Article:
Since completing my medical internship in June, I have worked as a Clinical Fellow with the Department of Dermatology. I continue to add to my research skills guiding a Phase III melanoma vaccine trial. I have become expert in vaccine development, manufacturing, and testing. My experience has allowed me to collaborate with world-renowned dermatologists and researchers. Skills I develop here will surely serve me well throughout my career.
My goal is to utilize my unique background in engineering to one day design and test new dermatologic therapies of my own. I would consider myself lucky to return to My University for residency and my elective only strengthened this feeling. I believe My University can offer the ideal training environment for the type of career I have chosen. The diversity of clinical settings and spectrum of disease is appealing, and training with research leaders such as Skin Doctor would offer a great perspective on evolving therapies, as well as continued mentorship. I will continue to use hard work and determination to reach my goals in dermatology and like in rowing, look forward to new challenges and discoveries ahead.The love of skin and its disorders drives me toward the dermatology profession.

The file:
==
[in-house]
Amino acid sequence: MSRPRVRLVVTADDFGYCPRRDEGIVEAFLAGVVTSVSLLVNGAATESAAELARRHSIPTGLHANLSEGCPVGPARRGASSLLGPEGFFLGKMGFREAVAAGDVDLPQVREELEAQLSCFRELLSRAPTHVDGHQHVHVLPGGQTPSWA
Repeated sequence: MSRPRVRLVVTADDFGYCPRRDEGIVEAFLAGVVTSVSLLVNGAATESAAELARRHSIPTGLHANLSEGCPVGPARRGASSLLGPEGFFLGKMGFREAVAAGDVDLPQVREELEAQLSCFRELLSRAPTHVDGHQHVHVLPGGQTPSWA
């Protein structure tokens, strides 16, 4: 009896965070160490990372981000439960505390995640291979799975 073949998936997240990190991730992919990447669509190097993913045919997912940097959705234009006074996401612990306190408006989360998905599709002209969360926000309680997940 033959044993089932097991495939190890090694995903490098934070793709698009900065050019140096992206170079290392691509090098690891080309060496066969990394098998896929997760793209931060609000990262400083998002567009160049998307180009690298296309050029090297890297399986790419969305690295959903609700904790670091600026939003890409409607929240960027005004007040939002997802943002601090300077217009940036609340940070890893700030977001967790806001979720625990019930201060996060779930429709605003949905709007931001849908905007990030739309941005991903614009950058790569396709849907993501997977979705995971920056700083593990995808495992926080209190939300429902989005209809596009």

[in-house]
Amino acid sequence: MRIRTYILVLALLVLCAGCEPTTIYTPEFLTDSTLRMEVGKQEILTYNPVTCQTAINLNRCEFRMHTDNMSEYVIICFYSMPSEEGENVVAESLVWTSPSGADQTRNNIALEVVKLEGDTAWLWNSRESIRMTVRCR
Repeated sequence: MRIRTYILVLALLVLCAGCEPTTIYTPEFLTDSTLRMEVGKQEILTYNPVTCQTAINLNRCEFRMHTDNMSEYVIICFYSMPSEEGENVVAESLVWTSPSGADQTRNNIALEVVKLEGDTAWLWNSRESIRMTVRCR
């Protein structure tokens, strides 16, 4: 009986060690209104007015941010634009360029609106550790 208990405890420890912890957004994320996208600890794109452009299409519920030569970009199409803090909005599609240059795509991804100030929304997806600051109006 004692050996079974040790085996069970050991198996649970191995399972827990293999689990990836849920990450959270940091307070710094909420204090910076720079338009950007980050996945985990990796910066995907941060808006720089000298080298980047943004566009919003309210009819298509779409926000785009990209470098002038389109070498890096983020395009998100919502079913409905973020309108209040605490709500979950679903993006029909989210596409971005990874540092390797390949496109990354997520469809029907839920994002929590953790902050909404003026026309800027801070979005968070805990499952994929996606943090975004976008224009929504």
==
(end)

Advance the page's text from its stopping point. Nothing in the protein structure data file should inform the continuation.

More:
My interest in the field helped me to focus on it during my medical school career. The viral exanthems and rashes of children during my pediatrics rotation, the unusual PUPPS and Herpes Gestationes presentations found in pregnancy, the self-inflicted skin lesions present in the psychiatric population, and the dermatological presentations of systemic diseases in my internal medicine rotation all fascinated me. During my family medicine rotation, aware of my love for dermatology the attendings directed their dermatology cases my way. I loved the challenge of diagnosing things my peers found puzzling. I was drawn to the subtle manifestations of diseases on the skin and the consequences they have on each patient. Drawn to the emotional rewards of removing a malignant skin lesion or treating a depressed teenager with acne, gave me more reason to pursue dermatology.
Early on in my medical school career, I discovered that working with patients of all ages and backgrounds as a physician is essential to my happiness. I’ve enjoyed working with the elderly population from working in a nursing home during high school to volunteering for Hospice during college and medical school. I have spent 2 years as an elementary school reading tutor and volunteered for a year in the NICU and Children’s Medical Center at the University of State. Working with teenagers for several summers as a camp counselor has also proven to be rewarding and as well as insightful. All encompassing, Dermatology allows me the opportunity to work with the pediatric, geriatric and oncologic populations. Diverse and ever changing, the field of dermatology excites me and will continue to excite me throughout my career.